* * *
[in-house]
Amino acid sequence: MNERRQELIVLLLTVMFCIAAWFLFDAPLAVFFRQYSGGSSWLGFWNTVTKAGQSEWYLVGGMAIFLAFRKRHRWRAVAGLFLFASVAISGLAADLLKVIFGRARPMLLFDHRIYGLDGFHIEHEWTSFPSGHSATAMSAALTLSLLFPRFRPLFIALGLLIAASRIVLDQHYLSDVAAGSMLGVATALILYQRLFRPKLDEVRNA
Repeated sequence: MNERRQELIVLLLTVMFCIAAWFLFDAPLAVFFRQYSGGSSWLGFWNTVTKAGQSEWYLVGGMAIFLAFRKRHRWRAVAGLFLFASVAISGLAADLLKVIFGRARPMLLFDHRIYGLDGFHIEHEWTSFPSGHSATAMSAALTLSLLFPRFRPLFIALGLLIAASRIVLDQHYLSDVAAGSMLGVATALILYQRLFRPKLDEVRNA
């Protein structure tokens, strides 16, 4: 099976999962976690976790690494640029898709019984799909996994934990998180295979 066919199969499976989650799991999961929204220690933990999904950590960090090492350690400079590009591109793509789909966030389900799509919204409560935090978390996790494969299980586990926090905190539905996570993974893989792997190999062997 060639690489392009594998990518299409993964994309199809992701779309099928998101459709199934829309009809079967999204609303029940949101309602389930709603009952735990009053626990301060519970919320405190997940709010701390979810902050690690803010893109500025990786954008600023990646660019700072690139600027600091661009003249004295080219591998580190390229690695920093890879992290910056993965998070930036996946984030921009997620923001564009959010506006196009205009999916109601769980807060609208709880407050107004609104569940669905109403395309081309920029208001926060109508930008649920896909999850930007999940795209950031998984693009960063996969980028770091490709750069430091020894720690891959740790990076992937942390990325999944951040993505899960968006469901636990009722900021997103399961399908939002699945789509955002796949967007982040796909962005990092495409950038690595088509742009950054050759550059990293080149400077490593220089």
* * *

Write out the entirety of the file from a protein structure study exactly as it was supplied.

[in-house]
Amino acid sequence: MNERRQELIVLLLTVMFCIAAWFLFDAPLAVFFRQYSGGSSWLGFWNTVTKAGQSEWYLVGGMAIFLAFRKRHRWRAVAGLFLFASVAISGLAADLLKVIFGRARPMLLFDHRIYGLDGFHIEHEWTSFPSGHSATAMSAALTLSLLFPRFRPLFIALGLLIAASRIVLDQHYLSDVAAGSMLGVATALILYQRLFRPKLDEVRNA
Repeated sequence: MNERRQELIVLLLTVMFCIAAWFLFDAPLAVFFRQYSGGSSWLGFWNTVTKAGQSEWYLVGGMAIFLAFRKRHRWRAVAGLFLFASVAISGLAADLLKVIFGRARPMLLFDHRIYGLDGFHIEHEWTSFPSGHSATAMSAALTLSLLFPRFRPLFIALGLLIAASRIVLDQHYLSDVAAGSMLGVATALILYQRLFRPKLDEVRNA
């Protein structure tokens, strides 16, 4: 099976999962976690976790690494640029898709019984799909996994934990998180295979 066919199969499976989650799991999961929204220690933990999904950590960090090492350690400079590009591109793509789909966030389900799509919204409560935090978390996790494969299980586990926090905190539905996570993974893989792997190999062997 060639690489392009594998990518299409993964994309199809992701779309099928998101459709199934829309009809079967999204609303029940949101309602389930709603009952735990009053626990301060519970919320405190997940709010701390979810902050690690803010893109500025990786954008600023990646660019700072690139600027600091661009003249004295080219591998580190390229690695920093890879992290910056993965998070930036996946984030921009997620923001564009959010506006196009205009999916109601769980807060609208709880407050107004609104569940669905109403395309081309920029208001926060109508930008649920896909999850930007999940795209950031998984693009960063996969980028770091490709750069430091020894720690891959740790990076992937942390990325999944951040993505899960968006469901636990009722900021997103399961399908939002699945789509955002796949967007982040796909962005990092495409950038690595088509742009950054050759550059990293080149400077490593220089």